How Can You Tell If A Fender Stratocaster Is Genuine?

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Written By Sarah Barlow

Chief Music Officer

A Fender Stratocaster costs between $500 and $2500. Due to its popularity and high demand, the Stratocaster is a target for many counterfeiters. It is becoming more difficult to distinguish a Stratocaster imitation from a genuine one. 

However, a real Stratocaster can be distinguished from a fake by a few specific characteristics. The list provided below will guide you as to what you should look into before purchasing a Fender Stratocaster.

Neck, Fingerboard, And Frets

When inspecting a Fender Stratocaster, you should first check and feel its neck’s components. If the frets feel completely smooth and there are no areas without any coating of lacquer, especially where the fretboard and neck rest meet when running your fingers through the instrument, then it is likely that the Fender Stratocaster neck you are inspecting is a genuine one. A replica, on the other hand, will feel and look rough right away since the lacquer applied was distributed unevenly.

Fender Logo And Headstock Icons

The logo, emblems, characters, and numerical figures should all be present and accurate for a Stratocaster to be considered authentic. This time, check each logo and sticker’s details. If there are any visible pixels, the Stratocaster is a counterfeit. Additionally, pay attention to the sticker edges that are in place. It is a fake if the sticker looks cheap and seems to have been slapped on by hand. 

An authentic Fender Stratocaster, on the other hand, is always smooth, has distinct characters and emblems, and has stickers that have been lacquered over. Remember that many counterfeiters use the numerous Fender headstock logos and icon stickers available online.

Point Connecting The Body And Neck

A genuine Stratocaster may be identified by the point where the body and neck are joined. Inspect the point of connection with your hand. If the edges feel smooth and appear entirely painted, your Stratocaster is an original. Since counterfeiters strive to cut costs to increase profit, a fake one would feel rough and will not be completely painted.

Tremolo Arm Or Whammy Bar

The Tremolo Arm or Whammy Bar is also a component to be checked when determining if a Stratocaster is real. Grab the tremolo and push it up and down; if it moves smoothly and automatically goes back to proper tune after this action then it is a genuine Stratocaster.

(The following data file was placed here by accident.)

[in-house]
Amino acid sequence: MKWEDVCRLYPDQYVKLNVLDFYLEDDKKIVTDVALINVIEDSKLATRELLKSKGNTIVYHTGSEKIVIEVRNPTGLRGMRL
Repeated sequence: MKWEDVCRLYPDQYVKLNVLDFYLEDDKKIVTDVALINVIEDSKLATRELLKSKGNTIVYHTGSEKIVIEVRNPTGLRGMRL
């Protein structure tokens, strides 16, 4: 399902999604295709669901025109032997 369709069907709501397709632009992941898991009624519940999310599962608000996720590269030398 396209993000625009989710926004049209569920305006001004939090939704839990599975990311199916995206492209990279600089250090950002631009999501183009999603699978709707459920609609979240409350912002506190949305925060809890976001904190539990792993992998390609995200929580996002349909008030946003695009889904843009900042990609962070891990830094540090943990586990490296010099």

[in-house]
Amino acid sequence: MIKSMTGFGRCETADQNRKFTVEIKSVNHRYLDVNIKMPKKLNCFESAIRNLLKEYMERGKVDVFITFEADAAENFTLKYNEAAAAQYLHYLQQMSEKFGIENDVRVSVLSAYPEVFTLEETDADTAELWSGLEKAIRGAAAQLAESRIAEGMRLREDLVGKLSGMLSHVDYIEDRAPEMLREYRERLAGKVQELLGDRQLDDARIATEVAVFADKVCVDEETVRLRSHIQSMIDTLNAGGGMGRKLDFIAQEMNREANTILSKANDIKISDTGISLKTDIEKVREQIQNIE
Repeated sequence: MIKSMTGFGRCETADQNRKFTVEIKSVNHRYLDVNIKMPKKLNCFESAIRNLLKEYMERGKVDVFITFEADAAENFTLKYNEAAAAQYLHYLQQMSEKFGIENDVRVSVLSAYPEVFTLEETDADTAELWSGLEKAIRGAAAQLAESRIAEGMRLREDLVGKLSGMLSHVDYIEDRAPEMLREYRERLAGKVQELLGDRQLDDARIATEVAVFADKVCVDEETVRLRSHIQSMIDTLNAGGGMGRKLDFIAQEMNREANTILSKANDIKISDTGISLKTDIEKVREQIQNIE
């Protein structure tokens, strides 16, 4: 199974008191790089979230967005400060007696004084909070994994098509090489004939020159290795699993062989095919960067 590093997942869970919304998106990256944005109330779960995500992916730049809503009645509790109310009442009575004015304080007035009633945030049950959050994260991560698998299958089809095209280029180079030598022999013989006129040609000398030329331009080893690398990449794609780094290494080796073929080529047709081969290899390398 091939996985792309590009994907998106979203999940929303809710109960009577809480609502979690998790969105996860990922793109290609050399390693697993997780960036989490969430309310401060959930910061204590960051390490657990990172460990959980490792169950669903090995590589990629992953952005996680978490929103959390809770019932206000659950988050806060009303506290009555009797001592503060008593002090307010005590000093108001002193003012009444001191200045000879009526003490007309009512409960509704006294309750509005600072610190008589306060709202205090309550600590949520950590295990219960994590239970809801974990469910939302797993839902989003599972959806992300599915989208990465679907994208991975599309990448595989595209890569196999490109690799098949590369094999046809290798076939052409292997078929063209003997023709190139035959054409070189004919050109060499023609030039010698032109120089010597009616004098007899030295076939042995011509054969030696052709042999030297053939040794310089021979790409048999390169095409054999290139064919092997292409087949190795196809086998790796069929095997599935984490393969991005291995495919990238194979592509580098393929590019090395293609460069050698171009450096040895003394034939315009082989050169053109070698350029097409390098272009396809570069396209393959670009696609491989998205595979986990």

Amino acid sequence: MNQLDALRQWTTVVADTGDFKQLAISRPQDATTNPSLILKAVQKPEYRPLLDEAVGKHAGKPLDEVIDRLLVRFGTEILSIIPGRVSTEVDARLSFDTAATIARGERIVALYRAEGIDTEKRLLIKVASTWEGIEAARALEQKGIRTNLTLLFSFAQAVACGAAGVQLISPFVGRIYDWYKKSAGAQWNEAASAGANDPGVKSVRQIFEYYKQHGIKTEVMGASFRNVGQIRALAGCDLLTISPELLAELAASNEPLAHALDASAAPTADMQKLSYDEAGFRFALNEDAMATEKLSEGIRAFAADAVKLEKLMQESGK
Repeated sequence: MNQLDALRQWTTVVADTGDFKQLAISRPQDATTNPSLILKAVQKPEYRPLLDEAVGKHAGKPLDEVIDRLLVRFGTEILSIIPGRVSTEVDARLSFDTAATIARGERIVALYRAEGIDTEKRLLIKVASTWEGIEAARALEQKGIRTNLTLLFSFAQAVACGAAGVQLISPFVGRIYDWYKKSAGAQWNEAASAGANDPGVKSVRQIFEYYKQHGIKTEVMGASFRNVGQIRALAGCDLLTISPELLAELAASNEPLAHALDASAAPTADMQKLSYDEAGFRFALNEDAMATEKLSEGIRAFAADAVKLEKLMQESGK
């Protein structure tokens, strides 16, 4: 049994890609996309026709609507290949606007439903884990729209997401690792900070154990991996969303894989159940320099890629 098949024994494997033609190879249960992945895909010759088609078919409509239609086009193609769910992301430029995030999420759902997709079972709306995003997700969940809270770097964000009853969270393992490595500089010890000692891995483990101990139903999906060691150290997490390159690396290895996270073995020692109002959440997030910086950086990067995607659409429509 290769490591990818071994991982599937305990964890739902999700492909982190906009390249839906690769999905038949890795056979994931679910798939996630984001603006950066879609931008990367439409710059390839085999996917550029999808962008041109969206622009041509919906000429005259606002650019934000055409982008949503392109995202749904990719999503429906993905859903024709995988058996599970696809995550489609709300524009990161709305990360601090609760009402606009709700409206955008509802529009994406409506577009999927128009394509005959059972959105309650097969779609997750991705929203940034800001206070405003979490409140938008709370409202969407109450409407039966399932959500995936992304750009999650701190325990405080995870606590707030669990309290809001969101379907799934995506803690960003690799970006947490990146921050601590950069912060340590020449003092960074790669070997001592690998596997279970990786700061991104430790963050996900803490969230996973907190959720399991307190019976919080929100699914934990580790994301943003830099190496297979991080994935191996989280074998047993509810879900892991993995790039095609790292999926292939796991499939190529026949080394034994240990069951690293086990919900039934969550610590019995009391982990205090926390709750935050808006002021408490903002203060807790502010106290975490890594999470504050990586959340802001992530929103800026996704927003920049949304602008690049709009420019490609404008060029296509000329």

On the other hand, if it makes a click, rattle, clunk, or unnecessary sounds afterward, then it is likely to be a fake. Also, you are undoubtedly holding a counterfeit if the tremolo arm feels loose and if the threads in the arm are different from the ones on the bridge.

Pickguard And Stamped Neck Plate

You may check to see if you are holding an original Stratocaster by inspecting the pick-guard and stamped neck plate. The F-stamped neck plate is Fender’s trademark, which indicates that the instrument they released is genuine and of the highest caliber. In order to accurately reproduce the real plate, counterfeiters are forced to work more precisely. 

Genuine Stratocaster pickguards and stamped neck plates always have smooth, finely finished edges and are securely fastened to the neck using top-notch nuts and screws. You are holding a fake Stratocaster if the nuts and bolts appear cheap, the plate’s edges feel improperly cut and attached, and the F is not stamped on the plate.


One of the best ways to check if your Stratocaster is authentic is to look at the headstock. Your guitar’s string trees should be the first thing you check; if it has just one, it is a genuine Stratocaster. Most replica versions have two string trees in them.

The fender logo and markings are other elements to check on your headstock, although it might be challenging to tell if a guitar is a real Stratocaster based only on the font. A counterfeit has the company’s logo incorrectly colored (pale and pixelated) and awkwardly placed far from the edge. 

Another thing to pay close attention to is the Truss rod adjustment hole on the headstock. This hole is filled with fillings on authentic Stratocasters, however, it is left empty on replicas. You should also look at your guitar’s nut; real Stratocasters have synthetic bone nut materials, whereas fakes have plastic ones. The tuning pegs on your Stratocaster should be absolutely straight and aligned; counterfeit instruments have misplaced and crooked tuning pegs.

Certificate Of Authenticity And Serial/Model Number

The best proof that a Stratocaster is authentic is a Certificate of Authenticity. Your Stratocaster’s model, serial number, and manufacturing date are listed on this certificate. The Fender emblem and the logo of the store where it was purchased are imprinted on a legitimate certificate of authenticity. 

By entering your Fender Stratocaster’s serial number on the “Fender Stratocaster Lookup” website, you may verify its authenticity. The website will show the manufacturing date and location and whether your instrument is genuine.